Calling Isaac a “sophomore breakout candidate” is cheating a little bit. With how little he actually played, his rookie season was barely a step above a redshirt year. A lot of Isaac’s flaws can be chalked up to his lack of floor time in the NBA and a healthy second year will be the perfect cure. With his skill set and the flashes we’ve seen, though, it’s entirely possible we could be talking about him as a top-five player from his draft class this time next year. His 2018-19 campaign will be a sophomore season to pay very close attention to.
Josh Hart, Los Angeles Lakers:
For all the well-earned ribbing the Lakers have received for their desperate pursuit of star players, the franchise has actually drafted quite well in recent years. Recent top picks Lonzo Ball, Brandon Ingram, and Kyle Kuzma have developed into interesting contributors.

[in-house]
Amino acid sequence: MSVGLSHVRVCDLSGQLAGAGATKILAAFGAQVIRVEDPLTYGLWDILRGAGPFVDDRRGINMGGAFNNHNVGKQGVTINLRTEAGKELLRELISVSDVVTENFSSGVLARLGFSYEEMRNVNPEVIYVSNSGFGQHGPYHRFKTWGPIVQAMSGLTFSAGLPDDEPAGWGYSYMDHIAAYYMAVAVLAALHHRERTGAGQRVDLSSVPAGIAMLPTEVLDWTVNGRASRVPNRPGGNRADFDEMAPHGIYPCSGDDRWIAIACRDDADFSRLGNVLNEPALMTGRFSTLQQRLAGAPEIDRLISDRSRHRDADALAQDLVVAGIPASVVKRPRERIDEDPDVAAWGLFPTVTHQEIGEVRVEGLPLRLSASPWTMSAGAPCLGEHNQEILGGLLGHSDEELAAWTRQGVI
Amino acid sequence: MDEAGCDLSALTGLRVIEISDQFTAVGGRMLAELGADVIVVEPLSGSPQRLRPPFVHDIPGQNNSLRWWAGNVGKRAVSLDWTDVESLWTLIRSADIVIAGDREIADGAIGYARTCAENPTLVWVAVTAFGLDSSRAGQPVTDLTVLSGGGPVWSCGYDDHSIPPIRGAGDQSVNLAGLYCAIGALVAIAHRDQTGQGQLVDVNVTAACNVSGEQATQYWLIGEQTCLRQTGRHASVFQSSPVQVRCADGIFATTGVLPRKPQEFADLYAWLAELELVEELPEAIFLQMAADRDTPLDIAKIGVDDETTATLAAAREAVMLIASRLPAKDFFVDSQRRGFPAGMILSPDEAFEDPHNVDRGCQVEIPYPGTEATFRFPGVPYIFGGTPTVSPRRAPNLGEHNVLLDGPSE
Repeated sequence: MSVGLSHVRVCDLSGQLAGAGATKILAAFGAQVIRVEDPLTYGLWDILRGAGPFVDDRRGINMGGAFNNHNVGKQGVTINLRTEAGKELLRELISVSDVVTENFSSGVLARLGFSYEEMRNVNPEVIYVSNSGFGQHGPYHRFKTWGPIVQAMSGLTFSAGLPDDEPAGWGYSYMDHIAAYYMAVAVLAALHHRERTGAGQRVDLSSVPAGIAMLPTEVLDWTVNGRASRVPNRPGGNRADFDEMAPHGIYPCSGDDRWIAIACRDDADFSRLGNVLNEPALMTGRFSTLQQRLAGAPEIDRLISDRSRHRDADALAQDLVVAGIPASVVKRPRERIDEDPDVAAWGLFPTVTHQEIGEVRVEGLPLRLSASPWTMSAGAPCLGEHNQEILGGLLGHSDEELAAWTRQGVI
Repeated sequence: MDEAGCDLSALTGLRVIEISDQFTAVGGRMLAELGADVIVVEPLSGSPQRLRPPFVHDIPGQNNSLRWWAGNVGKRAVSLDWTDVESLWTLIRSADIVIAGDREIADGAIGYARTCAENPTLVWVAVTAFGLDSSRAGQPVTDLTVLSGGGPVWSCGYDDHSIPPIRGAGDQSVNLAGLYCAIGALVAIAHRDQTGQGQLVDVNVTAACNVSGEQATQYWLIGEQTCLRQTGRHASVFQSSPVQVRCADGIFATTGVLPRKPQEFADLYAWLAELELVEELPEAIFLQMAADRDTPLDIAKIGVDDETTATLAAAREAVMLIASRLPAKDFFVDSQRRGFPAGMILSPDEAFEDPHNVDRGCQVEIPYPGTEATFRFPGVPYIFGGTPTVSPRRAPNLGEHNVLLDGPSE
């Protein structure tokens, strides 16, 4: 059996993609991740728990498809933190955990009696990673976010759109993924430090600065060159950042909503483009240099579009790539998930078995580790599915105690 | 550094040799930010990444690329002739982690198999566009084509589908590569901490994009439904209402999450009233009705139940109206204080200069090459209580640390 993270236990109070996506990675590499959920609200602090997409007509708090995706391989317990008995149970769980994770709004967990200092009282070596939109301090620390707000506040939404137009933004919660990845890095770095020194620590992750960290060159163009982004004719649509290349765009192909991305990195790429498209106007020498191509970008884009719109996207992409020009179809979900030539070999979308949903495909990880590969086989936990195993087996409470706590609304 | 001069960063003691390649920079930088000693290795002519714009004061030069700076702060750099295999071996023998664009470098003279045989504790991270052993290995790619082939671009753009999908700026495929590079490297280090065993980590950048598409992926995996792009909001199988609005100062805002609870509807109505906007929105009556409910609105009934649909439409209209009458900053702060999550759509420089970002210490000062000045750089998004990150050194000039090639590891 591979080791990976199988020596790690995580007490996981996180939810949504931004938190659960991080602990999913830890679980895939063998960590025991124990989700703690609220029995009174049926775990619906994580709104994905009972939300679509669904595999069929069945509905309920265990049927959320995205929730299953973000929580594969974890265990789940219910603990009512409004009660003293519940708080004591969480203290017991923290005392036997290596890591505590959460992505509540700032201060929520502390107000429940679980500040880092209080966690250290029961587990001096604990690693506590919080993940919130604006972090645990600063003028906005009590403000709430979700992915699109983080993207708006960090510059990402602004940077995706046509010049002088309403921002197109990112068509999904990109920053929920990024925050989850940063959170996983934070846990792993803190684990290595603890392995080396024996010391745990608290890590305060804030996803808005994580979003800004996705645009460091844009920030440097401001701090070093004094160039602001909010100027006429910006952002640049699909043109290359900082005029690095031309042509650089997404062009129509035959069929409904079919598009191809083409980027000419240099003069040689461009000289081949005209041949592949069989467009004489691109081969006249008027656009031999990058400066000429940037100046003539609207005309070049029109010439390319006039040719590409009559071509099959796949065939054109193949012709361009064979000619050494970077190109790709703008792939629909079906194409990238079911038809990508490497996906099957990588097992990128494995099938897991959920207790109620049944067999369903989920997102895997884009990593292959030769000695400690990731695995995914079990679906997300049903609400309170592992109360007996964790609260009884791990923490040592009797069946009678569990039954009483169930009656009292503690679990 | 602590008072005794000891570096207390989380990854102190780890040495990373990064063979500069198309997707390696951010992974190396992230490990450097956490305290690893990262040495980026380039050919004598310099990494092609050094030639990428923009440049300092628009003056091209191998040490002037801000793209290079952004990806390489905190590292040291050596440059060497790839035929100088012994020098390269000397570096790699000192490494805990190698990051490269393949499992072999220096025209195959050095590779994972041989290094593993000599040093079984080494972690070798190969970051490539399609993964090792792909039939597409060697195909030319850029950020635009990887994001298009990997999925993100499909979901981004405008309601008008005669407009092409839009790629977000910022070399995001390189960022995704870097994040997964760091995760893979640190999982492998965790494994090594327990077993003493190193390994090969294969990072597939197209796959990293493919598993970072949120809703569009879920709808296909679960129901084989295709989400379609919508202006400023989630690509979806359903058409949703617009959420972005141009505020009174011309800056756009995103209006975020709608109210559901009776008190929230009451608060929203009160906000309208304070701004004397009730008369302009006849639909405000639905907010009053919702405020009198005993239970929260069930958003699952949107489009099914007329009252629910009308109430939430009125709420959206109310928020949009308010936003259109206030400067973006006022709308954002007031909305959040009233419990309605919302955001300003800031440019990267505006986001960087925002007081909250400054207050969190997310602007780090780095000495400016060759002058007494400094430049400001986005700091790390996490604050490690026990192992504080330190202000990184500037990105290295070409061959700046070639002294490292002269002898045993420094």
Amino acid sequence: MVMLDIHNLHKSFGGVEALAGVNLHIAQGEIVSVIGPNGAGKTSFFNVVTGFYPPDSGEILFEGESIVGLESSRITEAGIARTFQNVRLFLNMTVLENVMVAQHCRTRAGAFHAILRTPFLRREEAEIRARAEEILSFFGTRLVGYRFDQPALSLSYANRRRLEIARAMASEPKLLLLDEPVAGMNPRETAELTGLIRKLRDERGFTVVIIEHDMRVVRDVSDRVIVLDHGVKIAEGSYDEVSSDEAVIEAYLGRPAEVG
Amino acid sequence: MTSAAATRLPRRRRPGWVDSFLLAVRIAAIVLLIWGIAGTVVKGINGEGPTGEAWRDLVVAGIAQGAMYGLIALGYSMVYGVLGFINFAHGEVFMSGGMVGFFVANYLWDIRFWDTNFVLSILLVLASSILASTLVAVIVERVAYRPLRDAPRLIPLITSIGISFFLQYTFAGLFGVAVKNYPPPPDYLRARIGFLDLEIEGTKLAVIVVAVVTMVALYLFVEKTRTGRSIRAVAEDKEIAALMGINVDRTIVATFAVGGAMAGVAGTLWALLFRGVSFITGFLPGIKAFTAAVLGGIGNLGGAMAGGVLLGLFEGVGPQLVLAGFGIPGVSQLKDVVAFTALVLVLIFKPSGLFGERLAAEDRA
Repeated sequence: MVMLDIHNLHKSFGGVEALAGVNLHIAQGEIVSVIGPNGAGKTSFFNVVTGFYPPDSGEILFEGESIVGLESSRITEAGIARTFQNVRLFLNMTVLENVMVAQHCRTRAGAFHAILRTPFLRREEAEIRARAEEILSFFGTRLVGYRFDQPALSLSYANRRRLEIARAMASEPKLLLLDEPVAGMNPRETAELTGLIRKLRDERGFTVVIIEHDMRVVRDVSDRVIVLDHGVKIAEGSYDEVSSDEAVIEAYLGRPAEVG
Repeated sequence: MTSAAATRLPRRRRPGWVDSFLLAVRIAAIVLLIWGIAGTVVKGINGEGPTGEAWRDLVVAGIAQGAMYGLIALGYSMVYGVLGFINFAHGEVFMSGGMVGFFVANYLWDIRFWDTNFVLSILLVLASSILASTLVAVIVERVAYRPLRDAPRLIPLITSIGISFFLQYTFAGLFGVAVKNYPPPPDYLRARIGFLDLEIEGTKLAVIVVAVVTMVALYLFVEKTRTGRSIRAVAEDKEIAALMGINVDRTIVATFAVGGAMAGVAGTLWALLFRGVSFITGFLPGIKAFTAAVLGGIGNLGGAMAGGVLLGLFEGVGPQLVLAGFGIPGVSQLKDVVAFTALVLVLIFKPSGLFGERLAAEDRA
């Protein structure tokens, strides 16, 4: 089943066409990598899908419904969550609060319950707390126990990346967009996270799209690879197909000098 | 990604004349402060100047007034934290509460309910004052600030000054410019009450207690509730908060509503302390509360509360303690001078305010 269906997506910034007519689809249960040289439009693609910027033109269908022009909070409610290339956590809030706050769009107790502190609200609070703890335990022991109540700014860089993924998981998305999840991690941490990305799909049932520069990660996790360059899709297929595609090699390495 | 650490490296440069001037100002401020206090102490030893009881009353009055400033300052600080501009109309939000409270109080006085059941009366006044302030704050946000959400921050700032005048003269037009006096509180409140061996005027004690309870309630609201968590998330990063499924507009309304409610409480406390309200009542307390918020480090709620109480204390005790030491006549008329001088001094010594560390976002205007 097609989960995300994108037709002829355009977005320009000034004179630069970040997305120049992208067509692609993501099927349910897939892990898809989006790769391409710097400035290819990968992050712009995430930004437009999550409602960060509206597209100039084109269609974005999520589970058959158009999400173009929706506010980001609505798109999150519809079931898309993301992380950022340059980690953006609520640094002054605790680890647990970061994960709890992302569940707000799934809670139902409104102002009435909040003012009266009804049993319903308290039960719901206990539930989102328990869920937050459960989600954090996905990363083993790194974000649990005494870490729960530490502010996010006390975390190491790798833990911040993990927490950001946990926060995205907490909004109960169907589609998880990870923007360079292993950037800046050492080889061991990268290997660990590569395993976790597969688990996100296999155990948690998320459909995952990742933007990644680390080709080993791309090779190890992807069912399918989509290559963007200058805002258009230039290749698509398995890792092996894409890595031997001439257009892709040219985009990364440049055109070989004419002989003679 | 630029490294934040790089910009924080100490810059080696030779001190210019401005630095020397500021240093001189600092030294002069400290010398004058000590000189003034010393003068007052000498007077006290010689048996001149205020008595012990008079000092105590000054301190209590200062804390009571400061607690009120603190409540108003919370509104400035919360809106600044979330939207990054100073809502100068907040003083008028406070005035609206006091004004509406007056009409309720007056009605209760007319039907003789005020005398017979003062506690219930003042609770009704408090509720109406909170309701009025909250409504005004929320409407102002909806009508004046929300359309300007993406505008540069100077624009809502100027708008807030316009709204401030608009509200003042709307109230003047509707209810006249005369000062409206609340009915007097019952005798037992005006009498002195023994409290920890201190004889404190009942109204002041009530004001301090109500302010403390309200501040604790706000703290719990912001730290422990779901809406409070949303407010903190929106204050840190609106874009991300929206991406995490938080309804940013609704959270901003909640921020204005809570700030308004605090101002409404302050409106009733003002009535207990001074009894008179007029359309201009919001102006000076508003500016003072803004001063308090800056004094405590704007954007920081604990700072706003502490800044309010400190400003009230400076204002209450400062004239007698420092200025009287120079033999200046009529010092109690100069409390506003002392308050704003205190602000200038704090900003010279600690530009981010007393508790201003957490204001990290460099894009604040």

With how much players like Ball and Kuzma have dominated the headlines in Los Angeles, Josh Hart has flown a little further under the radar than he might have in another situation. Four-year college players aren’t necessarily the most exciting prospects, but Hart’s career at Villanova clearly set him up to contribute from the jump as an NBA rookie. Hart already looks the part of a legitimate rotation player only 63 games into his NBA career.
The most sensible comparison right now may be the Nuggets’ Gary Harris, who is something of the ideal two-way glue guy at the guard position for Denver. While Harris was the Nuggets’ second-leading scorer this season, Nikola Jokic and Jamal Murray were the tips of the spear, and Harris divined much of his value from the ways they set the table for his superb spot-up shooting and off-ball movement.